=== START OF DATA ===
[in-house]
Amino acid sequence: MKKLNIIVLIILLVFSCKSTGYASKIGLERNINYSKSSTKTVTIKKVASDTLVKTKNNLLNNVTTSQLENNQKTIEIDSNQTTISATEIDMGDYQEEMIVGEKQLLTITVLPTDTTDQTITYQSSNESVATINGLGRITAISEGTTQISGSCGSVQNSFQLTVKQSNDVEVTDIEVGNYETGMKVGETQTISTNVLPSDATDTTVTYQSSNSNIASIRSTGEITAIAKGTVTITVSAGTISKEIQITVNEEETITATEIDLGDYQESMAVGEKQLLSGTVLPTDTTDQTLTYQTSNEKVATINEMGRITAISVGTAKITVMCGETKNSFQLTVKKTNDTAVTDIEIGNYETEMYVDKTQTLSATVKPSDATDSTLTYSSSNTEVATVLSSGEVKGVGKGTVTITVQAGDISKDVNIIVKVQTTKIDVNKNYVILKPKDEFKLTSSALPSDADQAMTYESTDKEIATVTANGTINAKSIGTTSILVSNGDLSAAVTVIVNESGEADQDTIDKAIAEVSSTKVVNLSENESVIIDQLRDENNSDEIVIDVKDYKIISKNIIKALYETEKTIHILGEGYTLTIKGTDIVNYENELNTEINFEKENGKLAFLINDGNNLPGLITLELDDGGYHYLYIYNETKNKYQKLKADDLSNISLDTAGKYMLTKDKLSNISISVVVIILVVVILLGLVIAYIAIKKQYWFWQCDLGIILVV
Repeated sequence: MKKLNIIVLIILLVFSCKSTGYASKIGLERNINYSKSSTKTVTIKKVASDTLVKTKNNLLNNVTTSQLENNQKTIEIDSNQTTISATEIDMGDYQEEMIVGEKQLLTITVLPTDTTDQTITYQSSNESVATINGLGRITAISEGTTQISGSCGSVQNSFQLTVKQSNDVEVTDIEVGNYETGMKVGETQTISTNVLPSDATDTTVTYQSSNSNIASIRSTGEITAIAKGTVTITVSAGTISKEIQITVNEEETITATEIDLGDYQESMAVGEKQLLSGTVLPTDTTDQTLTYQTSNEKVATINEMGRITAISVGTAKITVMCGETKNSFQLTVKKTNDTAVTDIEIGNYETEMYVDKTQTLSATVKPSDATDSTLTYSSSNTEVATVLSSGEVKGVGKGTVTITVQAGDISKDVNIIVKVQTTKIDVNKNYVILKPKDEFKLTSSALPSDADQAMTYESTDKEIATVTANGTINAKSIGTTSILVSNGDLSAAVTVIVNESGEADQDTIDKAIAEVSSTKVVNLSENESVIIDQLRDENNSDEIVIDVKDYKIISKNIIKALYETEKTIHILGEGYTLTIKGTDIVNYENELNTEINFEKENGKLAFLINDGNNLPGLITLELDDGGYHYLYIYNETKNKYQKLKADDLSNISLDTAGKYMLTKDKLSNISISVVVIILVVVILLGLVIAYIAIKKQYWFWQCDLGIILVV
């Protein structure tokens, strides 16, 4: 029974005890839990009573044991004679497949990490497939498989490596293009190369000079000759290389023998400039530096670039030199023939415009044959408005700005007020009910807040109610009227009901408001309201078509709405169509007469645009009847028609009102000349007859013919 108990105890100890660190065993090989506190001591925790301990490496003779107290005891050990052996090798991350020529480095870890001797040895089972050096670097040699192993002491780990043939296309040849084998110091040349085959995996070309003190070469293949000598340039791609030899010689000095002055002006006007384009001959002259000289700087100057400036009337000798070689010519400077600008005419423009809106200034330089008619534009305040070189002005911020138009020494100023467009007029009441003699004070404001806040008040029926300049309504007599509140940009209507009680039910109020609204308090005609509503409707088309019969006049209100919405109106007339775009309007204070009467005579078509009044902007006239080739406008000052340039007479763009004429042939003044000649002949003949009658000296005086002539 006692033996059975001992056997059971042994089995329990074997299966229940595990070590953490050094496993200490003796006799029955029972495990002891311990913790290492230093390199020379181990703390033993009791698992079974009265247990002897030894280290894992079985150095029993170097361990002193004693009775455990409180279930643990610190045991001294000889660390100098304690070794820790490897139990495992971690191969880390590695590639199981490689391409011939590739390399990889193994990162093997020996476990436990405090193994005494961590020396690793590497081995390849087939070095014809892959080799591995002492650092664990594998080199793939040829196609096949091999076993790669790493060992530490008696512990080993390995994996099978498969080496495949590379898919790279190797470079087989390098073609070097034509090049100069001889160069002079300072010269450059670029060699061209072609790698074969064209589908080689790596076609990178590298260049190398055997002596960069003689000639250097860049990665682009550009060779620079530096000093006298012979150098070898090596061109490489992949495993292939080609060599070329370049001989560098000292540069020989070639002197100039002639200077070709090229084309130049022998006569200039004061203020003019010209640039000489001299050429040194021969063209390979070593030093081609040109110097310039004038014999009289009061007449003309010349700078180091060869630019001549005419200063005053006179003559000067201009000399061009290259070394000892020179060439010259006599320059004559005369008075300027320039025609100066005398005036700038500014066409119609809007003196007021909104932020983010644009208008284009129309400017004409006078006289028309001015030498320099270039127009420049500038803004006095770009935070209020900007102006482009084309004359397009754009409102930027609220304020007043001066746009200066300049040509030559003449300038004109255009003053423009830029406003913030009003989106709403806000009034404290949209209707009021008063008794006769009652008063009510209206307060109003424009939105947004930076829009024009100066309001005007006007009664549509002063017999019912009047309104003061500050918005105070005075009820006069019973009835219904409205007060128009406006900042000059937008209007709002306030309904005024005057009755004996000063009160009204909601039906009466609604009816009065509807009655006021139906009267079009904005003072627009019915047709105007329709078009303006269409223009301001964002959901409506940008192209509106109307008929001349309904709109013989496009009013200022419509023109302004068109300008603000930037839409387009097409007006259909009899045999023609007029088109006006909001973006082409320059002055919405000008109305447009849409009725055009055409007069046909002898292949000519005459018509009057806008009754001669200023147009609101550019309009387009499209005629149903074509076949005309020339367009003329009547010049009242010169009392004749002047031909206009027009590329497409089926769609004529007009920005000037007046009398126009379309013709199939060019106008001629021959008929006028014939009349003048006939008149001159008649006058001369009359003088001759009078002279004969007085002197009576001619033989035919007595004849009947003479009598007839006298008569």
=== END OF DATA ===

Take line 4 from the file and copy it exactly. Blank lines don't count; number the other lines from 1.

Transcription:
């Protein structure tokens, strides 16, 4: 029974005890839990009573044991004679497949990490497939498989490596293009190369000079000759290389023998400039530096670039030199023939415009044959408005700005007020009910807040109610009227009901408001309201078509709405169509007469645009009847028609009102000349007859013919 108990105890100890660190065993090989506190001591925790301990490496003779107290005891050990052996090798991350020529480095870890001797040895089972050096670097040699192993002491780990043939296309040849084998110091040349085959995996070309003190070469293949000598340039791609030899010689000095002055002006006007384009001959002259000289700087100057400036009337000798070689010519400077600008005419423009809106200034330089008619534009305040070189002005911020138009020494100023467009007029009441003699004070404001806040008040029926300049309504007599509140940009209507009680039910109020609204308090005609509503409707088309019969006049209100919405109106007339775009309007204070009467005579078509009044902007006239080739406008000052340039007479763009004429042939003044000649002949003949009658000296005086002539 006692033996059975001992056997059971042994089995329990074997299966229940595990070590953490050094496993200490003796006799029955029972495990002891311990913790290492230093390199020379181990703390033993009791698992079974009265247990002897030894280290894992079985150095029993170097361990002193004693009775455990409180279930643990610190045991001294000889660390100098304690070794820790490897139990495992971690191969880390590695590639199981490689391409011939590739390399990889193994990162093997020996476990436990405090193994005494961590020396690793590497081995390849087939070095014809892959080799591995002492650092664990594998080199793939040829196609096949091999076993790669790493060992530490008696512990080993390995994996099978498969080496495949590379898919790279190797470079087989390098073609070097034509090049100069001889160069002079300072010269450059670029060699061209072609790698074969064209589908080689790596076609990178590298260049190398055997002596960069003689000639250097860049990665682009550009060779620079530096000093006298012979150098070898090596061109490489992949495993292939080609060599070329370049001989560098000292540069020989070639002197100039002639200077070709090229084309130049022998006569200039004061203020003019010209640039000489001299050429040194021969063209390979070593030093081609040109110097310039004038014999009289009061007449003309010349700078180091060869630019001549005419200063005053006179003559000067201009000399061009290259070394000892020179060439010259006599320059004559005369008075300027320039025609100066005398005036700038500014066409119609809007003196007021909104932020983010644009208008284009129309400017004409006078006289028309001015030498320099270039127009420049500038803004006095770009935070209020900007102006482009084309004359397009754009409102930027609220304020007043001066746009200066300049040509030559003449300038004109255009003053423009830029406003913030009003989106709403806000009034404290949209209707009021008063008794006769009652008063009510209206307060109003424009939105947004930076829009024009100066309001005007006007009664549509002063017999019912009047309104003061500050918005105070005075009820006069019973009835219904409205007060128009406006900042000059937008209007709002306030309904005024005057009755004996000063009160009204909601039906009466609604009816009065509807009655006021139906009267079009904005003072627009019915047709105007329709078009303006269409223009301001964002959901409506940008192209509106109307008929001349309904709109013989496009009013200022419509023109302004068109300008603000930037839409387009097409007006259909009899045999023609007029088109006006909001973006082409320059002055919405000008109305447009849409009725055009055409007069046909002898292949000519005459018509009057806008009754001669200023147009609101550019309009387009499209005629149903074509076949005309020339367009003329009547010049009242010169009392004749002047031909206009027009590329497409089926769609004529007009920005000037007046009398126009379309013709199939060019106008001629021959008929006028014939009349003048006939008149001159008649006058001369009359003088001759009078002279004969007085002197009576001619033989035919007595004849009947003479009598007839006298008569």